June 27, 2006

A Few Fries Short of a Happy Meal

Poor Glenn Greenwald. It seems that he has once and for all stepped away from the land of the credible, and his latest missive on reaction to the New York Times banking story blowback makes that painfully obvious:

Any doubts about whether the Bush administration intends to imprison unfriendly journalists (defined as "journalists who fail to obey the Bush administration's orders about what to publish") were completely dispelled this weekend. As I have noted many times before, one of the most significant dangers our country faces is the all-out war now being waged on our nation's media -- and thereby on the First Amendment's guarantee of a free press -- by the Bush administration and its supporters, who are furious that the media continues to expose controversial government policies and thereby subject them to democratic debate. After the unlimited outpouring of venomous attacks on the Times this weekend, I believe these attacks on our free press have become the country's most pressing political issue.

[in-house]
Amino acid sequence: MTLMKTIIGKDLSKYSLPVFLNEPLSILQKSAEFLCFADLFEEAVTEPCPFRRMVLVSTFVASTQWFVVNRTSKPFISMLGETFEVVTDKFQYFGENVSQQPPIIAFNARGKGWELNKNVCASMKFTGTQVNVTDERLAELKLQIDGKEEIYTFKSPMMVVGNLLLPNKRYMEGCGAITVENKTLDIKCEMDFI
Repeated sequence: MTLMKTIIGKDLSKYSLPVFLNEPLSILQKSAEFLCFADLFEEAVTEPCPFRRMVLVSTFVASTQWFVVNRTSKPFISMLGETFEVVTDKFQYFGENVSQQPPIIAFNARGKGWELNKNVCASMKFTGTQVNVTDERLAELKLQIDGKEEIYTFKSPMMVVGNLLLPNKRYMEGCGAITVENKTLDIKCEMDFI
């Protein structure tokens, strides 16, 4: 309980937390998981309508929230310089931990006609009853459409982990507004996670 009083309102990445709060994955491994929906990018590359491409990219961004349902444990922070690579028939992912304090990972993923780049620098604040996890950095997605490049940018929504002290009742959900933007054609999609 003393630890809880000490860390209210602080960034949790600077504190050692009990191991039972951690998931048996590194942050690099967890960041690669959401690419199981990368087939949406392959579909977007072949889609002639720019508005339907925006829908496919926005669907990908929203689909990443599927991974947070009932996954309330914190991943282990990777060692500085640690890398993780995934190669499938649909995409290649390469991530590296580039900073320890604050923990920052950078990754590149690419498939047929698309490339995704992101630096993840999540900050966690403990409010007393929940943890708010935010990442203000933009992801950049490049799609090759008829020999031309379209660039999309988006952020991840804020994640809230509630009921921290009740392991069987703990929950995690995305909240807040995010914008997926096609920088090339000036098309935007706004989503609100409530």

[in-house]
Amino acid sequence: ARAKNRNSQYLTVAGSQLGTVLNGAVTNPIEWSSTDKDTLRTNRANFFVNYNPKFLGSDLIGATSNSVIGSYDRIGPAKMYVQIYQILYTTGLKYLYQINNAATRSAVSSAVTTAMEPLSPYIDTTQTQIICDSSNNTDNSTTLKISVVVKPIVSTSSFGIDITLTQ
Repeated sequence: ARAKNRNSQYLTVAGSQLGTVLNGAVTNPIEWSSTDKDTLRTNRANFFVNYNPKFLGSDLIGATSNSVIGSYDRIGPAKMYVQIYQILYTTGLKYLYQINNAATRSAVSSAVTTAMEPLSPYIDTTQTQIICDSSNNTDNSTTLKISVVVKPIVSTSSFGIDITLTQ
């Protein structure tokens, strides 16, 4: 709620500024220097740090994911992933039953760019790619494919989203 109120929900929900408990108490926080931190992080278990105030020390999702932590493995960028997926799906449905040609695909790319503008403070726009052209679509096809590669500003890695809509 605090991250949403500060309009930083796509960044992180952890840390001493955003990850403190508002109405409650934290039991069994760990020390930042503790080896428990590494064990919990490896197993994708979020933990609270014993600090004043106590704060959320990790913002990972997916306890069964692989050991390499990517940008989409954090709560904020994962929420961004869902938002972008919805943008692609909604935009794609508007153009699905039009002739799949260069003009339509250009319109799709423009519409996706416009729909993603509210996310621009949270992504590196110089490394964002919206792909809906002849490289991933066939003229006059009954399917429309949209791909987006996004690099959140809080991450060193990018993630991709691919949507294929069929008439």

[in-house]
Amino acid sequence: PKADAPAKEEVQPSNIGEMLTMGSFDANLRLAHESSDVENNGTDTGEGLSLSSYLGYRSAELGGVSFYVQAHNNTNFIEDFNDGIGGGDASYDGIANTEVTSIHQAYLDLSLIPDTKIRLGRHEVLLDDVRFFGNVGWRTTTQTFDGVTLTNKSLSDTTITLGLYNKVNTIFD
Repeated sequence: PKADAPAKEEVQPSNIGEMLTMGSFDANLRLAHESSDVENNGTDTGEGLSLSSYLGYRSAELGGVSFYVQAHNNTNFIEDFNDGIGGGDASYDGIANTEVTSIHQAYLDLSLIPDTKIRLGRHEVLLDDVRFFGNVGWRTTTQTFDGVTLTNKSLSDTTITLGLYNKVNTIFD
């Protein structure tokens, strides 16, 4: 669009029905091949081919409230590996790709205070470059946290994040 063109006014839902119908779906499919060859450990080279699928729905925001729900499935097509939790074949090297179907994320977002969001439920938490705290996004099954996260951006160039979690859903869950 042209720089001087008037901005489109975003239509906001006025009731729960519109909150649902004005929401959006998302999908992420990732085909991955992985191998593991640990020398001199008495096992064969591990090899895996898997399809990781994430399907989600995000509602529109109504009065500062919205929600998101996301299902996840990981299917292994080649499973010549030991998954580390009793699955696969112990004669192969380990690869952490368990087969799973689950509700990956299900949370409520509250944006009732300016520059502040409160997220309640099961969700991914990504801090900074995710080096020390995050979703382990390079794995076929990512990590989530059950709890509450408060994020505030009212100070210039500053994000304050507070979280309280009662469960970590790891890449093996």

Any doubts have been dispelled, eh, Glenn? By this, I would be so bold as to infer that you have concrete proof of your allegation that the President has the intention to thrown journalists in jail. Certainly, you would not be so bold as to make such a wild accusation without so much as a shred of proof. Why, such a strong claim, without any evidentiary support whatsoever, would be absolutely Leopoldian.

Sadly, the condition seems degenerative:

Documenting the violent rhetoric and truly extremist calls for imprisonment against the Times is unnecessary for anyone paying even minimal attention the last few days. On every cable news show, pundits and even journalists talked openly about whether the editors and reporters of the Times were traitors deserving criminal punishment. The Weekly Standard, always a bellwether of Bush administration thinking, is now actively crusading for criminal prosecution against the Times. And dark insinuations that the Times ought to be physically attacked are no longer the exclusive province of best-selling right-wing author Ann Coulter, but -- as Hume's Ghost recently documented -- are now commonly expressed sentiments among all sorts of "mainstream" Bush supporters. Bush supporters are now engaged in all-out, unlimited warfare against journalists who are hostile to the administration and who fail to adhere to the orders of the Commander-in-Chief about what to print.